Welcome Friends and Gardeners to the CSG Food Forest.
A definition of a Food Forest:
An edible forest garden is a perennial polyculture of multipurpose plants. Plants that provide food, medicine and more. While we take our cues from natural systems and use our observational and interactive skills to form a design. We select species based on their relationships or functional connections in such a way that they mimic the structure and functions found in a natural ecosystem. Yet these plant types vastly eclipse them in terms of productivity.
Forest gardening is an agricultural practice and concept that has been used for thousands of years by multiple cultures worldwide. Instead of working to dominate natural systems by imposing high-input annual agricultural systems and continuously fighting against succession (the natural evolution of landscapes from bare earth to ‘climax’ community) we utilize this natural evolutionary process to enable the development of high-yielding, low-maintenance, resilient agricultural systems. And what is more awesome is that these systems become more productive with time.
The Food Forest at CSG consists of three large plots called guilds using Permaculture and forest gardening techniques. Here is a a simple video which discusses some of this Permaculture Principles in Practice.
The core ethics of permaculture are:
- Take care of the earth: Provision for all life systems to continue and multiply. This is the first principle, because without a healthy earth, humans cannot flourish.
- Take care of the people: Provision for people to access those resources necessary for their existence.
- Share the surplus: Healthy natural systems use outputs from each element to nourish others. We humans can do the same. By governing our own needs, we can set resources aside to further the above principles.
The bulk of the food produced in the Food Forest is donated to the hungry and homeless via Sunnyvale Cares and St. Vincent de Paul. This program has been successfully running since 2006 with remarkable consistency. For more information contact Art at email@example.com.
At the Charles Street Gardens Food Forest we use a 7 layer technique to continue to create a thriving ecosystem.
New Videos available about Food Forest plants and happenings can be accessed by visiting my Youtube Channel
On my channel there are examples of my continuing series about Nutraceuticals (a word which combines“nutrition” and “pharmaceutical”)
Nutraceuticals describes a food or food product that provides health and medical benefits. These are perennial foods which are easy to grow and can help with the prevention and treatment of disease.
Some examples here:
Autumn Olive or Elaeagnus – an amazing anti-oxidant!
Black Currants and their medicinal use.
There are 96 separate beds at Charles St. Gardens and over 13 separate unique gardens of which the Food Forest is the largest. I am the founder andteam leader of the three Food Forest Guilds. This hive was found in a Pineapple Guava in the Citrus Guild.
More on the 7 layer technique.
The practice of using a 7 Layer Sequence – the positioning of species depends on many variables, including their requirements for shelter, light, moisture, good/bad companions, mineral requirements, pollination, pest-protection, etc.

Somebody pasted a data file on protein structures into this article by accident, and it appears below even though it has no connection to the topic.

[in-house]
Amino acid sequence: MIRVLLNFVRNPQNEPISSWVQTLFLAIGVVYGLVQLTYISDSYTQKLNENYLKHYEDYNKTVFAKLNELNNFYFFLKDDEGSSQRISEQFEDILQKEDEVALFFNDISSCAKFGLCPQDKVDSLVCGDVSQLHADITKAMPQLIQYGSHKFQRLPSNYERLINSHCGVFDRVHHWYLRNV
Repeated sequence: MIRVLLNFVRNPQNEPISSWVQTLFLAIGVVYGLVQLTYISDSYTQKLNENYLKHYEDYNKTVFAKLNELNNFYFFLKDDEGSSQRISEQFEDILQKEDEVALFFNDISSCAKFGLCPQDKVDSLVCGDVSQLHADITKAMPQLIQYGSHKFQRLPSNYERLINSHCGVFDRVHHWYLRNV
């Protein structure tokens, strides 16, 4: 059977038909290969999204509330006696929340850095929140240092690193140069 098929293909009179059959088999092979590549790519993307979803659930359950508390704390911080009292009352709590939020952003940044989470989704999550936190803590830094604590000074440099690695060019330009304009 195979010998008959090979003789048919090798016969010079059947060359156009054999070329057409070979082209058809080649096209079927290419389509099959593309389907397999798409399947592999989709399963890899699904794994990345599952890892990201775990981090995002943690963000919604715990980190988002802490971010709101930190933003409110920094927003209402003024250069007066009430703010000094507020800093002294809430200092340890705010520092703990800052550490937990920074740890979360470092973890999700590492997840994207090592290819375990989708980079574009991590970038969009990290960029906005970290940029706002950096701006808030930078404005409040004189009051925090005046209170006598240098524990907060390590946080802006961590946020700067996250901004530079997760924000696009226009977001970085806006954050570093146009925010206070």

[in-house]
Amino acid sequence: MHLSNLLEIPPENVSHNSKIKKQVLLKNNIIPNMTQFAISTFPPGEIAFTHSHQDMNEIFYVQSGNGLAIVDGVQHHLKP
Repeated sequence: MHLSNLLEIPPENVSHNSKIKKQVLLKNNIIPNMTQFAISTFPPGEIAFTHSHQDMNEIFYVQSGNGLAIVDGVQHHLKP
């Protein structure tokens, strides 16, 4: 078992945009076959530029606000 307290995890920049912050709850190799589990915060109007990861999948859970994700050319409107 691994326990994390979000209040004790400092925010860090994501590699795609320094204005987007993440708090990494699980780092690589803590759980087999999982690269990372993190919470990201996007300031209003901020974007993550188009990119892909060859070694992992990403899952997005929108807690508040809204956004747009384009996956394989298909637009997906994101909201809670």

- Canopy trees – the highest layer of trees. We are growing Hazelnuts he species of the genus Corylus Persimmon [Diospyros virginiana], Apples [Malus], Plums [Prunus domestica], even Sapote has been added to the mix.
- Small trees and large shrubs, mostly planted between and below the canopy trees. Autumn Olive and Goumi Elaeagnus spp, .White Peace, Paw Paws
- Shrubs which are also shade tolerant. Including common species like currants [Ribes spp] and berries [Rubus spp], plus others like chokeberries [Aronia spp],
- Herbaceous perennials, several of which are herbs and will also contribute to the ground cover layer by self-seeding or spreading. These include Comfreys [Symphytum spp], Balm [Melissa officinalis], Mints [Mentha spp], Sage [Salvia officinalis],
- Ground covers, mostly creeping carpeting plants which will form a living mulch for the ‘forest floor’. Some may be herbaceous perennials like creeping Thyme, others include wild gingers [Asarum spp], cornels [Cornus canadensis], Gaultheria spp, and carpeting brambles (eg. Rubus calycinoides & R.tricolor).
- Climbers and vines. These are generally late additions to the garden, since they obviously need sturdy trees to climb up. Including the likes of Akebia
- The final ‘layer’ is the root zone or rhizosphere. Which takes in account of different rooting habits and requirements of different species, even if root crops are not grown much. One type is Yacon a perennial plant grown in the Andes of Perú for its crisp, sweet-tasting tubers.
The primary aims for the system are:
- to be biologically sustainable, able to cope with disturbances such as climate change
- to be productive, yielding a number (often large) of different products
- it should require low maintenance.
Plum Guild: Santa Rosa Plum in center back flanked by White Nectarine and Blenheim Apricot Table Grapes on the side
Citrus Guild: Valencia Orange, Pixie Tangerine and Mandarin along with Three Kinds of Guava, Blueberries, Strawberries in the front, Blackberries on the Northern Edge and Paw Paws in the back section.
The Woodland Forest is the largest bed 20′ x 55′
Thanks for visiting and I am available for consultation on how to set up an Edible Food Forest by emailing me here: